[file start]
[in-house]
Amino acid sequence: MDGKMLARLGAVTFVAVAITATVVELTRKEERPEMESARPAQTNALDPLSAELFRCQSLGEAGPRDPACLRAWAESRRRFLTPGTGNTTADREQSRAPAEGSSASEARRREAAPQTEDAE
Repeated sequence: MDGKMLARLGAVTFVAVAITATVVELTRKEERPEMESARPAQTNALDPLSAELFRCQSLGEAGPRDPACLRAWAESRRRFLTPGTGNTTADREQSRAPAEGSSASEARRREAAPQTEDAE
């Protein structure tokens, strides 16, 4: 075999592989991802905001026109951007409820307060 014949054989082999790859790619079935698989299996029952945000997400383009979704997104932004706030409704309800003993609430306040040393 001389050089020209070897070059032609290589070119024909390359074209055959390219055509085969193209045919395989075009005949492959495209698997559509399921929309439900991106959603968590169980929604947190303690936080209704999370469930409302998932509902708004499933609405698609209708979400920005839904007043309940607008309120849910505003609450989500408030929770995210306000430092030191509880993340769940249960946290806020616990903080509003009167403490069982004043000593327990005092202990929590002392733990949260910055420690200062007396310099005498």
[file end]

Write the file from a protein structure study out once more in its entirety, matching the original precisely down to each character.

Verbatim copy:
[in-house]
Amino acid sequence: MDGKMLARLGAVTFVAVAITATVVELTRKEERPEMESARPAQTNALDPLSAELFRCQSLGEAGPRDPACLRAWAESRRRFLTPGTGNTTADREQSRAPAEGSSASEARRREAAPQTEDAE
Repeated sequence: MDGKMLARLGAVTFVAVAITATVVELTRKEERPEMESARPAQTNALDPLSAELFRCQSLGEAGPRDPACLRAWAESRRRFLTPGTGNTTADREQSRAPAEGSSASEARRREAAPQTEDAE
């Protein structure tokens, strides 16, 4: 075999592989991802905001026109951007409820307060 014949054989082999790859790619079935698989299996029952945000997400383009979704997104932004706030409704309800003993609430306040040393 001389050089020209070897070059032609290589070119024909390359074209055959390219055509085969193209045919395989075009005949492959495209698997559509399921929309439900991106959603968590169980929604947190303690936080209704999370469930409302998932509902708004499933609405698609209708979400920005839904007043309940607008309120849910505003609450989500408030929770995210306000430092030191509880993340769940249960946290806020616990903080509003009167403490069982004043000593327990005092202990929590002392733990949260910055420690200062007396310099005498």